IACP Quick Take: Analysis-driven operations for small agencies
Even the smallest departments can conduct basic crime analysis and evaluation of the impact of police operations
Modern law enforcement leaders must constantly balance the safety of their communities and the best use of their scarce resources. In smaller agencies, limited staff and budgets intensify this balancing act.
Through an agency-wide commitment to quality police report-writing and accurate data collection, even the smallest departments can conduct basic crime analysis and evaluation of the impact of police operations.
Two police chiefs and a senior crime analyst participated in an IACP 2021 presentation on the uses of DDACTS (Data-Driven Approaches to Crime and Traffic Safety) for reducing crime and traffic collisions, and also as a tool for engaging community stakeholders.
The presenters were Chief Lance Arnold of the Weatherford (Texas) Police Department, Chief Brett Railey (ret.) of Winter Park, Florida and Senior Crime Analyst Debra Piehl of IADLEST (International Association of Directors of Law Enforcement Standards and Training).
“DDACTS is a long-term approach to a historical problem. Where you’ve had long-term crime, long-term crashes, we can go in with enforcement. It can be the deployment of a single vehicle, a single person into that area doing high-visibility traffic engagement, and it can impact positively on both (crashes and felony crime).” — Chief Railey
“Even though we predominantly were proactive throughout our three DDACTS zones, overall throughout the entire city (even) in our non-DDACTS zones, we still saw a reduction (in motor vehicle burglaries). That culture of being more visible, more engaged with traffic, with our community, really flowed over into the rest of the city.” — Chief Arnold
“Threshold analysis allows you to identify those incidents that are occurring at a greater or lesser rate than would be expected based on historical data. So, anyone with some basic analytical skills can dig into the crimes a little more specifically...to get right at the details of what you’re seeking to address, and thereby drive your operations.” — Senior Analyst Piehl
The panelists identified several takeaways for small agencies:
- Parkinson’s Law – the adage that “work expands so as to fill the time available for its completion” – applies to law enforcement as well as business. In order to use resources well, you have to know how they’re being expended now.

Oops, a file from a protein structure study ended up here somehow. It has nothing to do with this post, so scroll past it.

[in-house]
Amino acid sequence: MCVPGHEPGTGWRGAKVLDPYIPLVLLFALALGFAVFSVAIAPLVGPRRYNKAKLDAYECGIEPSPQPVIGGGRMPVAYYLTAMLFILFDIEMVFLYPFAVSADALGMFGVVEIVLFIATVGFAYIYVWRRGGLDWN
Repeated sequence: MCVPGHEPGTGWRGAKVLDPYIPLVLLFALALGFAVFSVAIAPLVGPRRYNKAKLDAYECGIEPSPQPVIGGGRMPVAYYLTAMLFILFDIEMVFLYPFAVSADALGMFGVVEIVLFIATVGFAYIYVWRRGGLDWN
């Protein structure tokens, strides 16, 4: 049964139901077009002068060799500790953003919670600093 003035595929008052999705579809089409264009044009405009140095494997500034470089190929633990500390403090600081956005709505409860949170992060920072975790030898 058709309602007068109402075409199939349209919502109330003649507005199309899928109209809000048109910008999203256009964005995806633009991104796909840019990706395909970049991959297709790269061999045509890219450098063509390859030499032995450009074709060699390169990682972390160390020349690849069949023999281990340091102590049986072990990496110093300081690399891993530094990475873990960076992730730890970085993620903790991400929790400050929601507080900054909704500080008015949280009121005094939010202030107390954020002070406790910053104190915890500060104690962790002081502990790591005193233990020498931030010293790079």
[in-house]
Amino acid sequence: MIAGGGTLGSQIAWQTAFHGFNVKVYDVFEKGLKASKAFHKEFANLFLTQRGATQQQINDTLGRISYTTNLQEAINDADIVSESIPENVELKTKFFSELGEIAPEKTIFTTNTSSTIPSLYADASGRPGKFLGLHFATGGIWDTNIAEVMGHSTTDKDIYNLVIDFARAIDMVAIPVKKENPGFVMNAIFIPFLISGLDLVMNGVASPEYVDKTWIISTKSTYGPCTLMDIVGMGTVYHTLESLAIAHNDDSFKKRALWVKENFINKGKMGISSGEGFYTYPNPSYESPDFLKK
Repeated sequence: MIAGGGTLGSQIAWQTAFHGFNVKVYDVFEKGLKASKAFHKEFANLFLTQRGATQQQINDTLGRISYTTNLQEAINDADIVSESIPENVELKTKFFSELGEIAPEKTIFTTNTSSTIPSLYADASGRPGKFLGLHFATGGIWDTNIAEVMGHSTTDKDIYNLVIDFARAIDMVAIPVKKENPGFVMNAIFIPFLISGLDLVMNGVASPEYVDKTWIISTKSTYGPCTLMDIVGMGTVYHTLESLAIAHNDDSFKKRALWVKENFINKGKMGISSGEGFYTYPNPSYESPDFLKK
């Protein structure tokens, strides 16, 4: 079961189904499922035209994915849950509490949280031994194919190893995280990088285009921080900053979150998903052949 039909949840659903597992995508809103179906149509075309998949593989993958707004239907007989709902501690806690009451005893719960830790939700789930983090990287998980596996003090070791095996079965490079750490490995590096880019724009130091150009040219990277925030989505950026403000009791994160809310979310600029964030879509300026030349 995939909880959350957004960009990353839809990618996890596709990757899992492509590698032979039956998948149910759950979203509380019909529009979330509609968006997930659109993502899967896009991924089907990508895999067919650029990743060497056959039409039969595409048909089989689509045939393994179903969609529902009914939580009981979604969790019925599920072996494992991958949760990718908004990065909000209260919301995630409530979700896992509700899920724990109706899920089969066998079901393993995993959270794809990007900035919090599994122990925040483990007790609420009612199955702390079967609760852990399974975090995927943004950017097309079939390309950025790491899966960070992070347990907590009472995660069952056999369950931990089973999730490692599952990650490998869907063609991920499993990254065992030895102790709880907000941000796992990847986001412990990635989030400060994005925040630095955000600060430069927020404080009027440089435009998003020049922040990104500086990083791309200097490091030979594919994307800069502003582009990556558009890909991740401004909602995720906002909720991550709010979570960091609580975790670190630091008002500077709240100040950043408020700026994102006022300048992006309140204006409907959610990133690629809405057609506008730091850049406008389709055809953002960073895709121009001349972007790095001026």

- Existing processes and “best practices” can have unintended consequences. One is the drive to document at length every interaction officers have with the public; more reports equals less proactive policing. Focus on traffic stops, not on citations.
- Data analysis allows departments to prioritize types of incidents to allocate scarce resources more efficiently and effectively. All intersections don’t need the same level of attention. All business addresses don’t run the same risk for burglaries or vandalism. Focus on trouble spots and the rest get safer too.
- One analyst is enough for a small department (70 officers or less). You don’t necessarily have to hire a professional crime analyst; there might already be someone on staff, sworn or civilian, with the interest, intellect, basic computer skills and time to do the job.
- Use analysis to make the most impact with existing resources. Data analysis helps to discover when and where crime and crashes are occurring, how work hours are being expended and to identify problems to be addressed.
- Making traffic stops in the right places at the right times can decrease traffic fatalities and residential burglaries even when warnings are issued rather than citations.
- Involve the community in changes and decision-making. Make use of news sources, press conferences, community meetings and social media so people know what to expect and why changes are being made.
- Most importantly: ensure that operations in response to analysis don’t cause unintended harm.
DDACTS is an operational, location-based model that may seem overwhelming for a small law enforcement agency. After all, new approaches are often met with some resistance by both officers and the public. Change is hard. Nevertheless, analysis of data that’s likely already available and waiting to be organized, with the participation of community partners and stakeholders, can benefit both the community and law enforcement agencies as traffic patterns become safer, crime levels fall and pressure is reduced on staff and supervisors.